YouTube success can bring you fame, but what about fortune?

June 09, 2019 - 08:07

Today, because of the high technology available on cellular phones, everyone thinks they can be a star.



Illustration by Trịnh Lập


Paul Kennedy


October 1951, was an important month in the history of television, and more specifically, light entertainment.

A new kind of show aired for the first time on the 15th of that month staring Lucille Ball and her husband Desi Arnaz.

It was called ‘I Love Lucy’ and appeared on America’s CBS network, running for a little under six years with a total of 180 episodes recorded.

It may not have been the first sitcom to air on television, but the importance of the show was far-reaching and indeed ground-breaking in the world of television.

Lead actress Lucille Ball was a pioneer, not only leading the way for future generations of female comedians, but also running the production company in charge of the show.

Her real-life husband and co-star was Hispanic, and Ball had to fight tooth-and-nail with the network to make sure he played the part of her onscreen spouse. And she won.

I Love Lucy was bold, imaginative and very, very funny. It shaped the future of television for the viewing public.

Good entertainment lasts. Bad ones wither and die.

A few years after I Love Lucy stopped filming, a soap opera in Britain hit the screens by the name of Coronation Street.

Almost 60 years later it is still going strong on British television. It has stood the test of time.

Sadly, shows with longevity really are few and far between in the modern entertainment world. In fact the medium through which we are entertained has changed at a mind-boggling pace.

Today, because of the high technology available on cellular phones, everyone is a camera operator, everyone a presenter, everyone a sound technician and with content sharing channels available at a touch of a button, everyone thinks they can be a star.

Some make it big, others fall flat on their faces and disappear without a trace.

One unlikely internet superstar is Nguyễn Thị Tân. She has amassed more than 1.8 million subscribers on her YouTube channel where she cooks weird and wonderful food.

Her videos, under the name 'Grandma Tân' have been watched millions of times. She is, for want of a better phrase, an internet sensation.

Fame has certainly beckoned, but what about fortune?

Monetising the profits made from YouTube views is tricky, complicated, and the real winner at the end of the day is obviously YouTube itself which takes a whopping 45 per cent of all profits.

That said, there is money to be made.

It is estimated that advertisers will pay roughly VNĐ23,000 (US$1) per 1,000 views, that’s $1,000 for each million.

Reports suggest a channel with a million subscribers regularly producing videos that top the 600,000 views mark can expect to make somewhere in the region of $3,000 per week.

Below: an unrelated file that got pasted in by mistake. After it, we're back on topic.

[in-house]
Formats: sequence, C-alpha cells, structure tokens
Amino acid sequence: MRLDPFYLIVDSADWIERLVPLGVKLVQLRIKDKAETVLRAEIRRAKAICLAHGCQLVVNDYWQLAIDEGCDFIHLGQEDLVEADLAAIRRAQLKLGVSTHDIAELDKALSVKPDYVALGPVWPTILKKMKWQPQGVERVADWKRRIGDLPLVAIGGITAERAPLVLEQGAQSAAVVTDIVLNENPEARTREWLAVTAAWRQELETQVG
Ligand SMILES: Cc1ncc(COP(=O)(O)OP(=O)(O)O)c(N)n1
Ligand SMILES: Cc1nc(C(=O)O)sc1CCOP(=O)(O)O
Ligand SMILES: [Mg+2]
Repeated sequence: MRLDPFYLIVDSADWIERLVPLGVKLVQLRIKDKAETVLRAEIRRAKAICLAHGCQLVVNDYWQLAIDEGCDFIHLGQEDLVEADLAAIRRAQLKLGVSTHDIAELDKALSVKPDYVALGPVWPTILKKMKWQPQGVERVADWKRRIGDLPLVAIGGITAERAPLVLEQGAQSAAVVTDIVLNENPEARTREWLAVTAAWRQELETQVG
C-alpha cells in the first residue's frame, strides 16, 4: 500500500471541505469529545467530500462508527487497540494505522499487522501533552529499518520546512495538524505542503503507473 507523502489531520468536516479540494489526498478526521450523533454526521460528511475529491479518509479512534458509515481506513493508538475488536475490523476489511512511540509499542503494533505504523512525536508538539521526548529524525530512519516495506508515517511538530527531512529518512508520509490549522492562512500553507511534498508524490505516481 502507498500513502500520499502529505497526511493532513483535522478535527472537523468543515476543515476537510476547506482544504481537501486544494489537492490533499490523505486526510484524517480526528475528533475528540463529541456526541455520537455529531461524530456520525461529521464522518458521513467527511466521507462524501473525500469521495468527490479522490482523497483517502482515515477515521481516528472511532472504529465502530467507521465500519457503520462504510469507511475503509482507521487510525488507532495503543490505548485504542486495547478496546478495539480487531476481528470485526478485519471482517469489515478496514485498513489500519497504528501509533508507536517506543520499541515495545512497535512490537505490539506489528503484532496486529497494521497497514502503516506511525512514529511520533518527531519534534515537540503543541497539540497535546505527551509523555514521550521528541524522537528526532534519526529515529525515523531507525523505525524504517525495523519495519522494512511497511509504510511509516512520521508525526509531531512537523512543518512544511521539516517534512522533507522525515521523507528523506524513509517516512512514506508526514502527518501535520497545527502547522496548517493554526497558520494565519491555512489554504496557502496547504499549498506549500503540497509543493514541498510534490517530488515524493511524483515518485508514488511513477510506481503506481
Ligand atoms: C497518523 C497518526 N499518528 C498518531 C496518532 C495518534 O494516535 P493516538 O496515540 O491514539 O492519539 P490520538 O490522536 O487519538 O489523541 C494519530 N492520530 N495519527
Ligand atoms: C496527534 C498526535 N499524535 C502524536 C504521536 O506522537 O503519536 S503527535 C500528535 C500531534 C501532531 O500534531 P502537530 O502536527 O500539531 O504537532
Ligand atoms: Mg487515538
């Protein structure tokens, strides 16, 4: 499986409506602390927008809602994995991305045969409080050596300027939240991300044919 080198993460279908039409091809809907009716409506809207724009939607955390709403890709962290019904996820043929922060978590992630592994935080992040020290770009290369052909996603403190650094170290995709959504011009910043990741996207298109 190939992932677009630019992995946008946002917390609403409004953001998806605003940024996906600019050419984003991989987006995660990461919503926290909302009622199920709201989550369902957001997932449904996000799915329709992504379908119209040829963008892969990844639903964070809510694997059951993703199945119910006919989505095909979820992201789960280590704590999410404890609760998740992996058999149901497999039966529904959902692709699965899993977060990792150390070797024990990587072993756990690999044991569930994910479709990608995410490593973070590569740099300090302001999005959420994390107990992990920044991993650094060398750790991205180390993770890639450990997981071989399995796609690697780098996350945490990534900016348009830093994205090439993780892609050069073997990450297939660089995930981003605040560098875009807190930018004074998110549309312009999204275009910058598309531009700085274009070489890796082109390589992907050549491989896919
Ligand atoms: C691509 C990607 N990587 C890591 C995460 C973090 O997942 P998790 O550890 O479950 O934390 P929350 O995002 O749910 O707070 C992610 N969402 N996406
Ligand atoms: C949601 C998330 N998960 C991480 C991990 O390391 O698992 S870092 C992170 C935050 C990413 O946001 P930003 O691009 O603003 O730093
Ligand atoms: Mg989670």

Keep consistent and that could work out at up as more than $150,000 each year. A salary a top CEO would be proud of.

Some reports have suggested the potential earnings from such a popular video blog could be even more.

Does Grandma Tân earn that sort of money? That’s a question really only her, her family and her bank manager will be able to answer.

But despite all the promises of untold riches, being, and staying, a social media success is not always a bed of roses.

Competition is fierce. You need the skin of a rhinoceros to deal with haters and trolls plus the pressure to improve your content all the time can be very demanding. At the end of the day, you are only as good as your last video.

Rivals see your success and want in, often copying your ideas and content, and producing higher quality videos in order to steal your audience.

In the world of video production, plagiarism abounds. And the nature of the business means your life is no longer private.  

The chances of 58-year-old Nguyễn Thị Tân saying 'Xin chào' to Bắc Giang Province and heading for the bright lights of Hollywood are slim at best.

You won’t find her on the red carpet at the latest movie premiere in between Brad Pitt and Leonardo Di Caprio and it is very unlikely to see her cruising through her village in a Bugatti Veyron.

The smart money would suggest she is the same person she was before her new found fame.

If her channel and success lasts and grows, then great. Good luck to her, and long may she remain the centre of attention.

If it comes to an end then it’s very doubtful she will really be too bothered and her life will go on as it always did. One can only hope those around her have put a little bit of that cash away for the day it starts to rain. VNS